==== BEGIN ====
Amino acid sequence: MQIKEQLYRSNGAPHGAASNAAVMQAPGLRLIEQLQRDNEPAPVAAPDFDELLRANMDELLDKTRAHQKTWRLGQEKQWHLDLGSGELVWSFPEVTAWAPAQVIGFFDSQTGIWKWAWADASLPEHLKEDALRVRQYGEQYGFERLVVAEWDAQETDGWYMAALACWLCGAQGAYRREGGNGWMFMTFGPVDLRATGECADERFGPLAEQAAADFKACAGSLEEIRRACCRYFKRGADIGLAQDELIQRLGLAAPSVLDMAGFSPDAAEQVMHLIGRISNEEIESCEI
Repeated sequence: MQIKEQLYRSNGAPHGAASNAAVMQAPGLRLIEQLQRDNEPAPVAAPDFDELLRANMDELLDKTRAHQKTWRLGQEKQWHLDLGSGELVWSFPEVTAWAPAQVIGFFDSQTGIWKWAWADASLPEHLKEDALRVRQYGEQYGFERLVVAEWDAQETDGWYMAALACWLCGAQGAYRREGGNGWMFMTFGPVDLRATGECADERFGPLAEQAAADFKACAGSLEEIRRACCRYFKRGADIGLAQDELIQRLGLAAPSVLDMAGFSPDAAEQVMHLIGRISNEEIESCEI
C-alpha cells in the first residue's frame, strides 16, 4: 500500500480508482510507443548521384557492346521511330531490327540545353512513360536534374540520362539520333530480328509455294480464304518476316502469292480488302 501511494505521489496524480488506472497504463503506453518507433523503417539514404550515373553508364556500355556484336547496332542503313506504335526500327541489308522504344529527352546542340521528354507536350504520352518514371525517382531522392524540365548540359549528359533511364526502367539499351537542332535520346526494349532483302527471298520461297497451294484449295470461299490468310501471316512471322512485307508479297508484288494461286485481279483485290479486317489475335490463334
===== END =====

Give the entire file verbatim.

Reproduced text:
Amino acid sequence: MQIKEQLYRSNGAPHGAASNAAVMQAPGLRLIEQLQRDNEPAPVAAPDFDELLRANMDELLDKTRAHQKTWRLGQEKQWHLDLGSGELVWSFPEVTAWAPAQVIGFFDSQTGIWKWAWADASLPEHLKEDALRVRQYGEQYGFERLVVAEWDAQETDGWYMAALACWLCGAQGAYRREGGNGWMFMTFGPVDLRATGECADERFGPLAEQAAADFKACAGSLEEIRRACCRYFKRGADIGLAQDELIQRLGLAAPSVLDMAGFSPDAAEQVMHLIGRISNEEIESCEI
Repeated sequence: MQIKEQLYRSNGAPHGAASNAAVMQAPGLRLIEQLQRDNEPAPVAAPDFDELLRANMDELLDKTRAHQKTWRLGQEKQWHLDLGSGELVWSFPEVTAWAPAQVIGFFDSQTGIWKWAWADASLPEHLKEDALRVRQYGEQYGFERLVVAEWDAQETDGWYMAALACWLCGAQGAYRREGGNGWMFMTFGPVDLRATGECADERFGPLAEQAAADFKACAGSLEEIRRACCRYFKRGADIGLAQDELIQRLGLAAPSVLDMAGFSPDAAEQVMHLIGRISNEEIESCEI
C-alpha cells in the first residue's frame, strides 16, 4: 500500500480508482510507443548521384557492346521511330531490327540545353512513360536534374540520362539520333530480328509455294480464304518476316502469292480488302 501511494505521489496524480488506472497504463503506453518507433523503417539514404550515373553508364556500355556484336547496332542503313506504335526500327541489308522504344529527352546542340521528354507536350504520352518514371525517382531522392524540365548540359549528359533511364526502367539499351537542332535520346526494349532483302527471298520461297497451294484449295470461299490468310501471316512471322512485307508479297508484288494461286485481279483485290479486317489475335490463334